On Aug. 15, 2006, Tom Cotton’s platoon was patrolling the streets of Dora, a neighborhood in southern Baghdad, in the small hours of the morning. Riding shotgun in the second vehicle of his convoy, Cotton felt unusually secure. Combat engineers had cleared the streets of trash, which often obscured roadside bombs, and most people were indoors, in observance of the curfew. Looking out his window, Cotton saw a box in the road and thought, “That could hold a bomb.”
Then it exploded.
When the blast abated, Cotton’s Humvee was totaled, but his men were alive; their armor had withstood the impact. Later, a bomb squad inspected the site and told Cotton he had narrowly escaped death. Of the three artillery rounds in the bomb, only one half of one had detonated.
Today, Cotton is running for Congress, and so far, his luck is holding up. In July, Rep. Mike Ross (D.) of Arkansas’s 4th congressional district announced
he wouldn’t seek reelection. Like Mattie Ross in True Grit
, Cotton hails from Dardanelle, Yell County, which used to be part of the 2nd district. In April, however, the Democrat-led state legislature tore
some heavily African-American counties from the 4th district and fastened them to the 1st, so the latter’s freshman Republican congressman, Rick Crawford, would struggle to win reelection. To compensate the 4th, they added Cotton’s county, among others.
Now, Cotton, an Army reservist, lives in a district that, though it has elected only one Republican in its 136-year history, is trending red. In 2004, Pres. George W. Bush won it by three points, 51–48 percent. In 2008, Sen. John McCain (R., Ariz.) won it by 19, 58–39. Even Ross voted with the GOP 40 percent of the time. The Cooke Partisan Voting Index gives the Republican in the race a seven-point advantage. And in 2012, that Republican could be Tom Cotton.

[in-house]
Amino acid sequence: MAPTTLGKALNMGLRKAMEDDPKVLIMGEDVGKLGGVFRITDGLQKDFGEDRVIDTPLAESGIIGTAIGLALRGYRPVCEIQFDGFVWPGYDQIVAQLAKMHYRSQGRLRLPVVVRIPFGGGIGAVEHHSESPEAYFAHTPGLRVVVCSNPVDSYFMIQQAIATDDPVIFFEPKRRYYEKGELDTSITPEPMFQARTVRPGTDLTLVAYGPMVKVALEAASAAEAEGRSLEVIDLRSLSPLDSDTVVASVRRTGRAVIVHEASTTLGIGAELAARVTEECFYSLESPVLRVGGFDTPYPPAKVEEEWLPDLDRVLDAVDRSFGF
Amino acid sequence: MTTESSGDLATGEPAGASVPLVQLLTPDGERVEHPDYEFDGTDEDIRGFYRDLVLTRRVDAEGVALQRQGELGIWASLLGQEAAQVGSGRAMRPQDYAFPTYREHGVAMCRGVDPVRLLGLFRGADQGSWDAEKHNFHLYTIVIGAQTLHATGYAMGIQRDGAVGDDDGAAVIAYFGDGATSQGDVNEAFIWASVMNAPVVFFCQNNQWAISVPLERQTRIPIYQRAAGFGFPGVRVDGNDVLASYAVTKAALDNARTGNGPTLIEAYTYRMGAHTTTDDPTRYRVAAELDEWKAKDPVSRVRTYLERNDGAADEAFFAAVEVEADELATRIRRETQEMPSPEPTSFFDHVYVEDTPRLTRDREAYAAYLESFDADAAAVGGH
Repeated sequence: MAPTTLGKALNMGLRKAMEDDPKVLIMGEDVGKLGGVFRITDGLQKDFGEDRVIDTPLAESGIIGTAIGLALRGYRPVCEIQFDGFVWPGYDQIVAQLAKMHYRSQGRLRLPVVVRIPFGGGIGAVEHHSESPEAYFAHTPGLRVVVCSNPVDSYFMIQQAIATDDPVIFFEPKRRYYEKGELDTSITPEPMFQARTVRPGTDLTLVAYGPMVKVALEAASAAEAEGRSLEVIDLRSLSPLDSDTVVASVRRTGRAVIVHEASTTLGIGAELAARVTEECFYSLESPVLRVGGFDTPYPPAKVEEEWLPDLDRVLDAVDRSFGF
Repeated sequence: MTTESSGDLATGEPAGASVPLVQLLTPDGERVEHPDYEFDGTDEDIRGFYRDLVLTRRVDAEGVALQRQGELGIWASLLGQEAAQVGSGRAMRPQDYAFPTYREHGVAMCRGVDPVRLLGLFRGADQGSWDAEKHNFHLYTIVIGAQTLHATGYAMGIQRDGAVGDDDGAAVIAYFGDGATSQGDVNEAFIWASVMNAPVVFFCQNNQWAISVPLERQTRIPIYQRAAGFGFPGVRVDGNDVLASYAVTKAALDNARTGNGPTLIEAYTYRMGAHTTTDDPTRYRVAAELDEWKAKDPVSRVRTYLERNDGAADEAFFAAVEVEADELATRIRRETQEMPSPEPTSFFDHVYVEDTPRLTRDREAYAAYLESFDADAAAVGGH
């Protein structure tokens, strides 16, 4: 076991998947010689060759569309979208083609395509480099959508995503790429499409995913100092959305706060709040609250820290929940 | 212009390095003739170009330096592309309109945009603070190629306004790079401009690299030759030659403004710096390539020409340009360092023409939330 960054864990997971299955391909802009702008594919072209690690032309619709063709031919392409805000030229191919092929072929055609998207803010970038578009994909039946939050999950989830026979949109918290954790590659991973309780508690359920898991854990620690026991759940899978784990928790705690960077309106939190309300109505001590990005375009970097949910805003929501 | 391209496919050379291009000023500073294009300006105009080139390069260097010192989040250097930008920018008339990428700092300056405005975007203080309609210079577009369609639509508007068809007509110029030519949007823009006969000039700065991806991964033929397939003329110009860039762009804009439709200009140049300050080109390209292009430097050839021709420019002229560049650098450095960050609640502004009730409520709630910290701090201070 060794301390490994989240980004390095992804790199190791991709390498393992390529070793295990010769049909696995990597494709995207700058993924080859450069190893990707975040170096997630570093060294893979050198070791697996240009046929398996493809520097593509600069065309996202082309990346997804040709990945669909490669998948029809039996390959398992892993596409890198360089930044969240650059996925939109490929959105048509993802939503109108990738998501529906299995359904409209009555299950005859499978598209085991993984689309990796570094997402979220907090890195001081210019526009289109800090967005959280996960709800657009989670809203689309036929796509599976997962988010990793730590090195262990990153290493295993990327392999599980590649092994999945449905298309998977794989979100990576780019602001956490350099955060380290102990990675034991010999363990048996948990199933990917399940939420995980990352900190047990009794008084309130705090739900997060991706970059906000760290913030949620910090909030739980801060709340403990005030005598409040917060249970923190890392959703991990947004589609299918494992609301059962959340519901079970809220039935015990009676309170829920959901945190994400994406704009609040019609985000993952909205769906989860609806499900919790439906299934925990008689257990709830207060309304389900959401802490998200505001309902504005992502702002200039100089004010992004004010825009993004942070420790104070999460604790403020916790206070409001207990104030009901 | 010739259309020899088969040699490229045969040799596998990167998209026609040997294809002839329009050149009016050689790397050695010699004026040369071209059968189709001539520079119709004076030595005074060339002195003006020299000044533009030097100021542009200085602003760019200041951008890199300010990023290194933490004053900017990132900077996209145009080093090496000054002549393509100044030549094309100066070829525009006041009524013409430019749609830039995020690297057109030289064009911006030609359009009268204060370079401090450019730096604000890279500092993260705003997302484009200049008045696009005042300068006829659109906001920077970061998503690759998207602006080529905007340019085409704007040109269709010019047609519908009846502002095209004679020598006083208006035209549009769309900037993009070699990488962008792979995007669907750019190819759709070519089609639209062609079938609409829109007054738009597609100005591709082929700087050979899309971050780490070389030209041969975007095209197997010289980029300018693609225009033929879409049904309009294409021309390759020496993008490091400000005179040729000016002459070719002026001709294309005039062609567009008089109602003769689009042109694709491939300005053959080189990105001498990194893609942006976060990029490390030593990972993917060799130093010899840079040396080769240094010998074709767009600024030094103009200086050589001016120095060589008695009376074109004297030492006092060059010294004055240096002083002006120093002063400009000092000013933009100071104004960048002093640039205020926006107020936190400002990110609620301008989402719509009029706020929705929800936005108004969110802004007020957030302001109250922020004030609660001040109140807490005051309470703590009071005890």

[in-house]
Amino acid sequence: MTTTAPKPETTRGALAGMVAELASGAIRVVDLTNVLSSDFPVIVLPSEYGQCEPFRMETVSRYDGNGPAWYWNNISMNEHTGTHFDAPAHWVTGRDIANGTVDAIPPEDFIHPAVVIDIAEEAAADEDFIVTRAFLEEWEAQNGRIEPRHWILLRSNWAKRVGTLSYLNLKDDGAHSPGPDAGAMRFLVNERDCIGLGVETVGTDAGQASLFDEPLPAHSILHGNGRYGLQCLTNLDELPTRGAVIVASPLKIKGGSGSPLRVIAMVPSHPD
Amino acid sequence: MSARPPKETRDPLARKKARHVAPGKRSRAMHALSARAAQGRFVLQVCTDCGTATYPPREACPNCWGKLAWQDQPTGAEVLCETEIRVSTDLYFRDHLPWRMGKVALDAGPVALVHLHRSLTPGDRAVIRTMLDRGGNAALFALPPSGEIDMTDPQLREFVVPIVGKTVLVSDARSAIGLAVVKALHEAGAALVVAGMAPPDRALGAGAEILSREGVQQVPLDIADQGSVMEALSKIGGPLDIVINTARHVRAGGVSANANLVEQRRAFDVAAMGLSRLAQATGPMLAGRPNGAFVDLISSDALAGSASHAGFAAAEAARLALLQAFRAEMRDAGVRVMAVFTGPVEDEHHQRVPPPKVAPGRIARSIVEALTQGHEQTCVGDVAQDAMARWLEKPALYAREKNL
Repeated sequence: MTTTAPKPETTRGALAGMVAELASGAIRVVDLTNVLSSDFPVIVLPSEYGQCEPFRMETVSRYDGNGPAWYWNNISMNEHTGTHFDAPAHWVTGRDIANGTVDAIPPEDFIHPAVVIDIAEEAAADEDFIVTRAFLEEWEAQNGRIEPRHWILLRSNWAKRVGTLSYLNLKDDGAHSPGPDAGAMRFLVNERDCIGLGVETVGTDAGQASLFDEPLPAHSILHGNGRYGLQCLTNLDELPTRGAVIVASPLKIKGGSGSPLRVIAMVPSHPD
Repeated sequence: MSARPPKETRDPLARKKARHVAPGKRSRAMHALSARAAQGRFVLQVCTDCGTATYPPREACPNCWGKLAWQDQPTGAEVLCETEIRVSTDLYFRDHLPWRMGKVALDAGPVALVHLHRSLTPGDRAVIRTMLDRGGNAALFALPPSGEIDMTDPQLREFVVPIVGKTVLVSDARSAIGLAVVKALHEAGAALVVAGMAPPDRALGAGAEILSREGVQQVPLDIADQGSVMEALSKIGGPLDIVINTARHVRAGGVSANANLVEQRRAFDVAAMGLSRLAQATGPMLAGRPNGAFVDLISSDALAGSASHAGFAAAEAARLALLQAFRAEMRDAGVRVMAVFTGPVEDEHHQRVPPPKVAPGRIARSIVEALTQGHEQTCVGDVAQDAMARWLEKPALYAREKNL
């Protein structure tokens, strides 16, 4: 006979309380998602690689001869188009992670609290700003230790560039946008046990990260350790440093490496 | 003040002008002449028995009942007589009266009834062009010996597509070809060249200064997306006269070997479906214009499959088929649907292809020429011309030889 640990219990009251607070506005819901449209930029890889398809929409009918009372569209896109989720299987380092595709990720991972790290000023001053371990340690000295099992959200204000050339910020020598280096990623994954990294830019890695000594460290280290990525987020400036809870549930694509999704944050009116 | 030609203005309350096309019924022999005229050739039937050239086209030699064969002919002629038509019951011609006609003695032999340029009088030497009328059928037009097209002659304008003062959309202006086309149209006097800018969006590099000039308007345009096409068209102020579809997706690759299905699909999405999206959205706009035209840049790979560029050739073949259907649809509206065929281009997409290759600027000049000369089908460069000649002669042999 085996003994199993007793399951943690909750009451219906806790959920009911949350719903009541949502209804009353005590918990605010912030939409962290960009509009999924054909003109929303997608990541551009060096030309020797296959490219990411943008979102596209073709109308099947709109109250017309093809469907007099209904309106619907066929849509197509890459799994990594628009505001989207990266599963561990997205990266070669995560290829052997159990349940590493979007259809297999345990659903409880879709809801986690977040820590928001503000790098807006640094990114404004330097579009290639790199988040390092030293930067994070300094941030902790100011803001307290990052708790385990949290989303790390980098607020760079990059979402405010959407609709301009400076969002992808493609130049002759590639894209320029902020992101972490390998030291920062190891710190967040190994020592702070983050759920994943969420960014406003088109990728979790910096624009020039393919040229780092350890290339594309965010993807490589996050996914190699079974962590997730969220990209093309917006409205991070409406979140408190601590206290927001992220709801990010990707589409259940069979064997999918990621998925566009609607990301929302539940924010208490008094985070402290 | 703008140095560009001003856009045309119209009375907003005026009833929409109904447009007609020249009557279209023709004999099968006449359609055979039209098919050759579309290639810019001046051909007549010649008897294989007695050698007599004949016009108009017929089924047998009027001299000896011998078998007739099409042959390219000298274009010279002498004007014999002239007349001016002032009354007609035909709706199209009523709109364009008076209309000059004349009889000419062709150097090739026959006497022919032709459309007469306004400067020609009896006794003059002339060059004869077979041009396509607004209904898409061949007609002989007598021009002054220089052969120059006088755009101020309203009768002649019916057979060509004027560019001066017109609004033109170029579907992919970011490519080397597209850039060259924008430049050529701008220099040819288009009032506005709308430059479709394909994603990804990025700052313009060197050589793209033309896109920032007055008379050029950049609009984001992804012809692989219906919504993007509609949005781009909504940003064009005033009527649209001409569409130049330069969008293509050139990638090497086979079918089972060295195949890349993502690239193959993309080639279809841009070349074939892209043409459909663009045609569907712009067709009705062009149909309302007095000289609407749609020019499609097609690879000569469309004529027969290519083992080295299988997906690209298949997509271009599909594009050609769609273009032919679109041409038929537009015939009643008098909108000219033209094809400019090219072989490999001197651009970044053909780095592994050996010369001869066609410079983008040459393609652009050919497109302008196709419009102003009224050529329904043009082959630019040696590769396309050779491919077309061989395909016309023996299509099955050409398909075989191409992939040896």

The 34-year-old, sixth-generation Arkansan stands 6′5′’. He grew up on his parents’ cattle farm a few miles outside of town and attended Dardanelle High School, where he played basketball. In the fall of 1995, Cotton enrolled at Harvard College, where he initially struggled to maintain his grades. Soon, he came under the wing of Prof. Harvey Mansfield, who imbued him with a love for political philosophy — and for controversy. A self-styled “contrarian,” he joined the Harvard Crimson’s editorial board, where he often dissented from the liberal majority.
During his final year, for instance, Cotton wrote an editorial in which he argued, “Connecting classrooms and libraries to the Internet is a horrible idea” because it “has too many temptations . . . to distract students.” Last month, the Arkansas Democratic party circulated the piece and criticized Cotton in a press release for his “radical views.” In response, Cotton told the Associated Press that the Internet had “matured” in the 13 years since he wrote the column. Meanwhile, the Democrats posted their defense of the Internet’s educational merit on Facebook.
Cotton majored in government and wrote his senior thesis on The Federalist Papers. “I stopped with The Federalist and Alexis de Tocqueville,” he jokes. “I’m not a fan of what came after.” He graduated in the spring of 1998, after only three years of college. Thinking he’d enjoy the contemplative life, he spent the next year continuing his studies at Claremont-McKenna College — “a kind of philosophical finishing school,” says Prof. Charles Kesler, who taught him.
The rarefied air of the academy suffocated Cotton. “It’s a little isolated for me,” he admits. In the fall of 1999, Cotton entered Harvard Law School, and he was in his last year there on Sept. 11, 2001. That morning, Cotton was walking out of class when he heard that two planes had hit the World Trade Center. When the shock wore off, Cotton decided he wanted to enlist in the Army.
“[It’s] like when your family’s attacked, you want to fight back,” Cotton told the Arkansas news outlet Talk Business last month. “That’s what I wanted to do for America.”
Unfortunately, he had committed to a clerkship with Judge Jerry Smith of the Fifth Circuit Court, and as a career counselor told him, “You do not tell a federal judge ‘no.’” So Cotton did the clerkship, practiced for a year to pay off his student loans, and enlisted in the fall of 2004.